Each year, acts of terrorism harm and kill thousands of innocent people. Despite international attention, those affected often struggle gaining access to key physical, psychological, social, and financial services.
Laura Dolci, a victim of the 2003 Canal Hotel Bombing in Iraq, in which 22 UN staff were killed, and over 100 wounded, reported that, “there are thousands of victims of terrorism and their families scattered in all regions of the world, struggling in their solitude with the scars of trauma and injury.”
Remembering and paying tribute to victims of terrorism plays a central role in demonstrating that their status as victims is respected and recognised. This year’s Day coincides with the global transition out of the public health emergency triggered by the COVID-19 pandemic, a crisis that is compounding the struggles already faced by victims of terrorism.
The theme for this year’s Day, selected following consultation with victims, is “Memories”; memories link people together and signify our common humanity. In terms of terrorism, memories of loss and pain bind communities together, allow for the exchange of ideas and produce targeted solutions.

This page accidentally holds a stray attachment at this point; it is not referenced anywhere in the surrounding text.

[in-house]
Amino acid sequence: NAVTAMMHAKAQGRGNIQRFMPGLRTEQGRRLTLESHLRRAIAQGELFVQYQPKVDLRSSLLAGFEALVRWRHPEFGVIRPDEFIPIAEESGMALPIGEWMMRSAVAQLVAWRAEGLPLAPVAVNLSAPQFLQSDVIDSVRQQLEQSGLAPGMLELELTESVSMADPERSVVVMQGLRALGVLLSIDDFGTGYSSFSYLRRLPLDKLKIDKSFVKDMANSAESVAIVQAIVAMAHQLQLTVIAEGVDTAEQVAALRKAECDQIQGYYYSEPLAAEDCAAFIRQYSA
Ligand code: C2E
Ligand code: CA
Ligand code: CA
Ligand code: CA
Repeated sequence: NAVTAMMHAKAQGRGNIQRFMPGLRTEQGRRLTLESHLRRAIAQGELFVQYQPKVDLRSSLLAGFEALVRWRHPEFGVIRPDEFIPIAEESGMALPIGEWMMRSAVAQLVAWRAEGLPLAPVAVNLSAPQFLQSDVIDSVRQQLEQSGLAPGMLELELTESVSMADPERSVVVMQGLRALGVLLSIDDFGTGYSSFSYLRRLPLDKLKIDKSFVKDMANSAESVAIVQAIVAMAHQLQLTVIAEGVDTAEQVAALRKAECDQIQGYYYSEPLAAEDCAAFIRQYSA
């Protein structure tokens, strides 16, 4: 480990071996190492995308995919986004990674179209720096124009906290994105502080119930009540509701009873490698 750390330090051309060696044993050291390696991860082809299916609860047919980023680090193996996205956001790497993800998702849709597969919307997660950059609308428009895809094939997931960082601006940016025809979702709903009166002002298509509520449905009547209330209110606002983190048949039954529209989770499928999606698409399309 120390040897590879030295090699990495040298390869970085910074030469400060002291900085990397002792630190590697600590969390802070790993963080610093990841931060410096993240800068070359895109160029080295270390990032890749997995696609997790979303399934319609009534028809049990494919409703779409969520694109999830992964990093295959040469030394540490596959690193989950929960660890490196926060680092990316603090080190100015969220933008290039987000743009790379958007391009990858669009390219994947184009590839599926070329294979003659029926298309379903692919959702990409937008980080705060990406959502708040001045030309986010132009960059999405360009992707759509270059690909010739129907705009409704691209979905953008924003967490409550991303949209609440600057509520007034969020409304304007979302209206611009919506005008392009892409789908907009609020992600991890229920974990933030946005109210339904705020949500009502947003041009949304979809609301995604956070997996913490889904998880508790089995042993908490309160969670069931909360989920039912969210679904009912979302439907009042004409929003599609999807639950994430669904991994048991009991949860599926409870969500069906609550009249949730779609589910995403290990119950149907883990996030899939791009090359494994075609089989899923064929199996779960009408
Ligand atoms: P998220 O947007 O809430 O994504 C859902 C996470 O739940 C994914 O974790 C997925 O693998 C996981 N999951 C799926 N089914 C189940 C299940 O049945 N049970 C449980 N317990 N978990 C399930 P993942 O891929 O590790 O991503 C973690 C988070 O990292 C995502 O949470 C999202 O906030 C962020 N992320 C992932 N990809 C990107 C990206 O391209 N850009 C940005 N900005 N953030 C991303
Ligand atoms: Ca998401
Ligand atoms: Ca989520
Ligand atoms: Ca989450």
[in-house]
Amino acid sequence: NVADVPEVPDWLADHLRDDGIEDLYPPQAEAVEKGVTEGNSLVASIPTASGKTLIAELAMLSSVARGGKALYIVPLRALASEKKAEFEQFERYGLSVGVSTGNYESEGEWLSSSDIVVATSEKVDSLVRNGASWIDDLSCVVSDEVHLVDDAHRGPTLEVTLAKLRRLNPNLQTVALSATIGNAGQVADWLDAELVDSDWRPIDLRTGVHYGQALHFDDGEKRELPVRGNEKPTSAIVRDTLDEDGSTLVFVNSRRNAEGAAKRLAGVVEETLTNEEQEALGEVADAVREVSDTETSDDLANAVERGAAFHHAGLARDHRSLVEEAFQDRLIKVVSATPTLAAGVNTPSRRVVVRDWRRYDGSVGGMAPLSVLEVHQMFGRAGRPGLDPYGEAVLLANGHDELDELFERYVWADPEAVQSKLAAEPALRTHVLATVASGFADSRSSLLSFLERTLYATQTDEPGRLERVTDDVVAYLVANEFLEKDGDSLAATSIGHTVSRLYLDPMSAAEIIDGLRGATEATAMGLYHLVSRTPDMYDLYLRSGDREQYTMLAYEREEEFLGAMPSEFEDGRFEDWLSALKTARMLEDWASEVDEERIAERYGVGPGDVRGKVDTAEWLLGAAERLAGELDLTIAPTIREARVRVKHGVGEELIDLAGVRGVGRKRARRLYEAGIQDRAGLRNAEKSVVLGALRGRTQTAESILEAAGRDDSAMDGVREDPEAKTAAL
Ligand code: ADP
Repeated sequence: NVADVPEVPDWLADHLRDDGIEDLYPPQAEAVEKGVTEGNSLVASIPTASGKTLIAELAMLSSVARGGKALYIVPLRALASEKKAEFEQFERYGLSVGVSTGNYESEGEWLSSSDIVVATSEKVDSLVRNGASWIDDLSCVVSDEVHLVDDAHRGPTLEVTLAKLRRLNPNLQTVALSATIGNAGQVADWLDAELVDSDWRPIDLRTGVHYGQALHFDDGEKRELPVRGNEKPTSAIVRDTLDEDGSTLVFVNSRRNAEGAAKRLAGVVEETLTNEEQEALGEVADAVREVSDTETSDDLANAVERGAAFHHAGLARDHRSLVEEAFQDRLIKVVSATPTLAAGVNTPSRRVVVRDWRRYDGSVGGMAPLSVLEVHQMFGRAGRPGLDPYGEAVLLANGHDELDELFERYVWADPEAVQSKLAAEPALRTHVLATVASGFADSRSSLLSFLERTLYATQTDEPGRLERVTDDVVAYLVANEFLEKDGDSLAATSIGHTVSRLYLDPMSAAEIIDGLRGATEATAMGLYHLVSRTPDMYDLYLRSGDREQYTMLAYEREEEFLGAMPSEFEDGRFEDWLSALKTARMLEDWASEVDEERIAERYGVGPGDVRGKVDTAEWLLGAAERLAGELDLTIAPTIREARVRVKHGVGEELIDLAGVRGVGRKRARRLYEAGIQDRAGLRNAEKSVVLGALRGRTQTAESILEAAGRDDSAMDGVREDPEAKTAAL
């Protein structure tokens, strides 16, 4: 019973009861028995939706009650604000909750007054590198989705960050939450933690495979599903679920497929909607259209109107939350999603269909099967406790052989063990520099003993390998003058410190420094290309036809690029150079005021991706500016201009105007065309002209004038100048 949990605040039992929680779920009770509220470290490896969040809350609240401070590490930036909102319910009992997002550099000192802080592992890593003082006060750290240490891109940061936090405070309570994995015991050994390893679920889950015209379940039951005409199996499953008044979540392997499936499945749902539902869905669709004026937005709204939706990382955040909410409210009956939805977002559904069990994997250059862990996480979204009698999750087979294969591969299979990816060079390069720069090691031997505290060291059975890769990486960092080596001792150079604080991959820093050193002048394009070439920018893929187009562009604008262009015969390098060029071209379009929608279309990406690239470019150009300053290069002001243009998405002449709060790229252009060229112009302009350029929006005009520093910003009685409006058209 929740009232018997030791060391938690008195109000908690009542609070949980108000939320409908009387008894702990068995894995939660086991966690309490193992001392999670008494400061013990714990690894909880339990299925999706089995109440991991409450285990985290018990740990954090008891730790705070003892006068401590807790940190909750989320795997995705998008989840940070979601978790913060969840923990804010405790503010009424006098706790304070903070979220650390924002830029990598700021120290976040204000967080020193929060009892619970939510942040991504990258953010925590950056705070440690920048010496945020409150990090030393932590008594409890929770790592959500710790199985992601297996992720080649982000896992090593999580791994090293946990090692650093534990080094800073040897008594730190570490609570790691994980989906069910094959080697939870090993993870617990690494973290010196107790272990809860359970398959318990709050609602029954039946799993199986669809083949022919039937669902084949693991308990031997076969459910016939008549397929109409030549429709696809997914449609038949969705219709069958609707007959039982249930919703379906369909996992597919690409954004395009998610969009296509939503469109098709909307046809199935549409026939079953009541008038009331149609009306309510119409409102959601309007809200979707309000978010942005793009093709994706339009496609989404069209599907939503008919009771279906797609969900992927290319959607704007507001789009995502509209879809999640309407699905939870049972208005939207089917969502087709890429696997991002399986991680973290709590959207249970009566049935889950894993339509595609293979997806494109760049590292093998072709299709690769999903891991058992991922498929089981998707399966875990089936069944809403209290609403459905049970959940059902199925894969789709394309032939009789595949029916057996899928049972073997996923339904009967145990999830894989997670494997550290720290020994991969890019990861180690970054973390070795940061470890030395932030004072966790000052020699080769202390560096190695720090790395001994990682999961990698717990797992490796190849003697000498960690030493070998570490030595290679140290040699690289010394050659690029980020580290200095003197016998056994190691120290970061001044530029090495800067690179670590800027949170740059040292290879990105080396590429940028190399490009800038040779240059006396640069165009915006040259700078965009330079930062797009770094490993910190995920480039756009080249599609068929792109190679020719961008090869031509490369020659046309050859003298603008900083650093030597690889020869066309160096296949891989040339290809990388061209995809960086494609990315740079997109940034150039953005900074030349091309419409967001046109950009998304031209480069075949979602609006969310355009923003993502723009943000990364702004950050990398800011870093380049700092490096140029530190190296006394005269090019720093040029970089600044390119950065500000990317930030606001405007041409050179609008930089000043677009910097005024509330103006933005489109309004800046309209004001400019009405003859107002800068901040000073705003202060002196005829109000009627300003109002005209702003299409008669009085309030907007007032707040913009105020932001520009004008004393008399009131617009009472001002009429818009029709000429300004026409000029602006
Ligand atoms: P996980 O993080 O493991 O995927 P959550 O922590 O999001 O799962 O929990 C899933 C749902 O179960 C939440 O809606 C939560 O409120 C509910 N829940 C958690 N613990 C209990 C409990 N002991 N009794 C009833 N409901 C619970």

The UN focus on the treatment of victims of terrorism represents a key element of the organization’s Global Counter-Terrorism Strategy. Victims of terrorism play an essential role in promoting international solidarity, preventing violent extremism, and upholding human rights.
In the 2021 review of this Strategy, the UN General Assembly noted the important role victims of terrorism play in creating targeted policies. The resolution adopted upon the conclusion of this review, called for Member States to develop a comprehensive national assistance plan for victims of terrorism, in particular historically oppressed groups.
In his concluding reflections on the aim of the UN, the Secretary-General said the goal is to mobilize, “Member States to provide the legal, medical, psychosocial, or financial support they [victims of terrorism] need to heal and live with dignity.”
Ms. Dolci similarly articulated that, “assisting victims of terrorism is not an act of charity: it ought to be a global engagement, anchored in States’ obligations and strongly supported by the United Nations.”